A new program launching this week will bring cardboard boxes that can double as sleeping spaces to all parents across Alabama in an effort to reduce the state's high rate of infant mortality.
The partnership between Baby Box Co. and the Alabama Rural Development Office will be the third for the company, which has started similar programs in Ohio and New Jersey. Parents can go online, watch short educational videos and take a quiz to qualify for a box. Once they have obtained certificates of completion, parents can pick up boxes from distribution sites or arrange for home delivery.
"Each box is essentially a cardboard bassinet," said Jennifer Clary, CEO of the Baby Box Co.
Each box contains a firm mattress and fitted sheet and can hold a baby up to age six months, Clary said. Boxes also contain onesies, diapers, wipes and breastfeeding supplies.
"We are excited to be one of the first states to offer this program statewide to provide families with the tools and education to give their babies a healthy start in life," said Ron Sparks, Director of Alabama Rural Development Office, in a press release. "The ultimate goal of the program is to save babies' lives."
Boxes provide a safe sleeping environment for babies and are easy to transport. But Clary said parents also benefit from the educational component. The videos teach parents about safe sleep and baby care.
Alabama's infant mortality rate is higher than the national average. Every year, hundreds of babies born in the state die before their first birthdays. The infant mortality rate has risen for African-American babies in Alabama, who die at more than twice the rate of their white counterparts.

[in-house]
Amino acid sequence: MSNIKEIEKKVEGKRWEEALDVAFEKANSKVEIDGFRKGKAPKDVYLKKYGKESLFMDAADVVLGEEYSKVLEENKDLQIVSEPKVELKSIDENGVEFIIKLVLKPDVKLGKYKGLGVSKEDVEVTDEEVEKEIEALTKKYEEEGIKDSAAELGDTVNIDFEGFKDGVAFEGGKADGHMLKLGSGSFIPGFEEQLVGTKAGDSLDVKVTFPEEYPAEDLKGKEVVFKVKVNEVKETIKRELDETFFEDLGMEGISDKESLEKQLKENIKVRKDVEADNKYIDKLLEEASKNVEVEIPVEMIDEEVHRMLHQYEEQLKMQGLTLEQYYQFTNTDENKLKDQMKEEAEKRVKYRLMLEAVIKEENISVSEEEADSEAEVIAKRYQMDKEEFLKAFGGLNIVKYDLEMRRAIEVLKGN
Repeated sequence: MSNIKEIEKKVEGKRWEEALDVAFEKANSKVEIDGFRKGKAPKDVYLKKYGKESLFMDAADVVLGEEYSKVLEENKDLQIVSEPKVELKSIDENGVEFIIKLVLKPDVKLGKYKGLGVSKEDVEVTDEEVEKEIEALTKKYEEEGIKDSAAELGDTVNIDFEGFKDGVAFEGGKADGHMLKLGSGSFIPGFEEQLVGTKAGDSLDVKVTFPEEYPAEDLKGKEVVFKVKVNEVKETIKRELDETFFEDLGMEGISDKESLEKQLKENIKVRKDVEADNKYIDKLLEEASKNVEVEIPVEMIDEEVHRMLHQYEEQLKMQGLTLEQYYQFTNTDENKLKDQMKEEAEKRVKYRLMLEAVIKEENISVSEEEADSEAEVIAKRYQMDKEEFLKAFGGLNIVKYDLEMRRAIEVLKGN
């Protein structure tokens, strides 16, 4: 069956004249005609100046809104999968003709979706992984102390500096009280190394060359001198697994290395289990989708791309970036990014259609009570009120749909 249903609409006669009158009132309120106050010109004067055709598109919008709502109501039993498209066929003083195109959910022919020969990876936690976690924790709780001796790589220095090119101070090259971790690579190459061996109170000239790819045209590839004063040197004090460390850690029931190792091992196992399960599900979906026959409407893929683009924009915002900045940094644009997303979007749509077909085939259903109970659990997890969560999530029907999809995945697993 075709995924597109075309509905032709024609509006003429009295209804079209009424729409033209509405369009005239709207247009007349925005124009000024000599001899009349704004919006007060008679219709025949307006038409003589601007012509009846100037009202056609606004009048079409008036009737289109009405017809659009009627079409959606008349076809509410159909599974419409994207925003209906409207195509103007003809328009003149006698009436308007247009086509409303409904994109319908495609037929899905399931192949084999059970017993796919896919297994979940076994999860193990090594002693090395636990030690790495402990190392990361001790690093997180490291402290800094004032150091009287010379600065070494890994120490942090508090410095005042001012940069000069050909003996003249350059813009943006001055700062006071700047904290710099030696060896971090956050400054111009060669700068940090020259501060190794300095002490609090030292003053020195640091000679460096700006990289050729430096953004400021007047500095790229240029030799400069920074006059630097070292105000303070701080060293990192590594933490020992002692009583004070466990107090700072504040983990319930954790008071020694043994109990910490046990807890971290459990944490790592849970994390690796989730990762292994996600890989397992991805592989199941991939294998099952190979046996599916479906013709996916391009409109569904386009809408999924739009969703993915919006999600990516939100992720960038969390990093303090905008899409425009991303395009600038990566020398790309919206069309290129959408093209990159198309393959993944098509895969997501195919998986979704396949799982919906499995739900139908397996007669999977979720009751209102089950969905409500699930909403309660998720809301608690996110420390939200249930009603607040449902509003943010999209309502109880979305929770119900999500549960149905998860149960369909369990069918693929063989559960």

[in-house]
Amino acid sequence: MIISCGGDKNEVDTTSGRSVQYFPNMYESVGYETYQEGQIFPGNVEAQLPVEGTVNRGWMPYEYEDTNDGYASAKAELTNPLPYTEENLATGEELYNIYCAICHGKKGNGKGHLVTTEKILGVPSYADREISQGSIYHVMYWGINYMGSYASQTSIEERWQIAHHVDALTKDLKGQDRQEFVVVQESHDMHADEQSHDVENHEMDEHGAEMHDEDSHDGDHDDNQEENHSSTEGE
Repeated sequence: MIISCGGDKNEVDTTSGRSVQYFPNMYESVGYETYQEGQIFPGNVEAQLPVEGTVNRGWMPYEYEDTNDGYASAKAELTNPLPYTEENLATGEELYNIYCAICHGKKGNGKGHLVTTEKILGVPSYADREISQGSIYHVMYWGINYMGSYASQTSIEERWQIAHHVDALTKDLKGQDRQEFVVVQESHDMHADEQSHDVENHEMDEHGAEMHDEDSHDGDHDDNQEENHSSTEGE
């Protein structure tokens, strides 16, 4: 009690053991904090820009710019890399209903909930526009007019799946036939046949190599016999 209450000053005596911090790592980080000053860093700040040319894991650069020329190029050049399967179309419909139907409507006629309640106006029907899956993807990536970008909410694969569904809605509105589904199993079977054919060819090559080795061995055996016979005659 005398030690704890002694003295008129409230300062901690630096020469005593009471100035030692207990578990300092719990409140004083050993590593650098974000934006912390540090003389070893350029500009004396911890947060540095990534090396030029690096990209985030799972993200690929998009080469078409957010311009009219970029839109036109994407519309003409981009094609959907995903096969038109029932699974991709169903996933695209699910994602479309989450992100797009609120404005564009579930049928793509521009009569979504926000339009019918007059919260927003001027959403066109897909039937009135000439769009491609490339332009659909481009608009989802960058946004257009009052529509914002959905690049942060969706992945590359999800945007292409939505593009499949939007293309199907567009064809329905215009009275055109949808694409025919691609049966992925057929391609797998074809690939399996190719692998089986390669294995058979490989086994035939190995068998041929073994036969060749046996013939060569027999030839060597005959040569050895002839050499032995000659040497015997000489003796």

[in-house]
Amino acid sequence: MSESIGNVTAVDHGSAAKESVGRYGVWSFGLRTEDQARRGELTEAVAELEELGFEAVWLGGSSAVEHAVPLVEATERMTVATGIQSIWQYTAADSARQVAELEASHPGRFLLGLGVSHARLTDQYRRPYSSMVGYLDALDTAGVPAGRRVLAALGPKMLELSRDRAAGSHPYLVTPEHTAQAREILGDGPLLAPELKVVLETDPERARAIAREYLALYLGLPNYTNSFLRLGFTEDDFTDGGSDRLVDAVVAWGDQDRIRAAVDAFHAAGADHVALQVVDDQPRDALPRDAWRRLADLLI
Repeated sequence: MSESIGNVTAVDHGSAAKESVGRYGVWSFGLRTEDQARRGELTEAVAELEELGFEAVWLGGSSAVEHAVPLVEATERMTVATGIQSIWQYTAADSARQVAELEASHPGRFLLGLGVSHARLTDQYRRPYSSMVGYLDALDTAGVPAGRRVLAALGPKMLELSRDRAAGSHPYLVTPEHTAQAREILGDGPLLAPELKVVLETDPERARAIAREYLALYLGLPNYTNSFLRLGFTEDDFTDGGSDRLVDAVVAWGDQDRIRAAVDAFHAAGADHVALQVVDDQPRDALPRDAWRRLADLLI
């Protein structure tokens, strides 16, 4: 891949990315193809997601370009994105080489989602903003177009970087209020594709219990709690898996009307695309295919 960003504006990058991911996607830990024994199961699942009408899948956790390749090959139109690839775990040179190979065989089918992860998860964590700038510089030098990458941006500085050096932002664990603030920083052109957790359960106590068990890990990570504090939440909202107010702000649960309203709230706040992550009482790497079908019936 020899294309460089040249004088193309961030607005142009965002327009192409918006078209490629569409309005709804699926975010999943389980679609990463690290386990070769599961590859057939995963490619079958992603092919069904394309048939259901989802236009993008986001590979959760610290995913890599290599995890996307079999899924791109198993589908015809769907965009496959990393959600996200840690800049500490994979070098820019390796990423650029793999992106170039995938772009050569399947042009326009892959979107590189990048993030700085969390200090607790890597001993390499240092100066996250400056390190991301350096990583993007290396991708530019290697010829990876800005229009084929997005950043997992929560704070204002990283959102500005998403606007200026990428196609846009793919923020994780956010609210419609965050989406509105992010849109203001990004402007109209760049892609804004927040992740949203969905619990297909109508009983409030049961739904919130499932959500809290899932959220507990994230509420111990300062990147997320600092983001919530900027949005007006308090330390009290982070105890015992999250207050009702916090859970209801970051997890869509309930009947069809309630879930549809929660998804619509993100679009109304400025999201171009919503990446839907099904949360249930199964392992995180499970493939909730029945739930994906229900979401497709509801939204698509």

Many babies die as a result of suffocation from unsafe sleeping. Doctors encourage parents to put babies to sleep on their backs in cribs or bassinets without bumpers, pillows, blankets or stuffed animals.
The program is modeled after the Finnish tradition of providing sleeping boxes filled with baby supplies to expectant parents. The box gives babies "an equal start in life," according to a 2013 BBC News story about the program. Finland has one of the lowest infant mortality rates in the world. In Finland, 1.3 out of 1,000 children died during infancy in 2013, compared to 8.6 in Alabama.
"There is much work to be done to address the ongoing challenge of infant mortality here in the state," said Dr. Tom Miller, state health officer, in a press release. "This initiative will assist in addressing the challenge by providing education to parents from medical providers that practice within our state."
Baby boxes in Alabama will be available to all parents, regardless of income. Many parents in Alabama may not have a crib or bassinet where their baby can sleep. The boxes will fix part of the problem, Clary said.
"It really is the education that I think is going to lead to improved health," Clary said.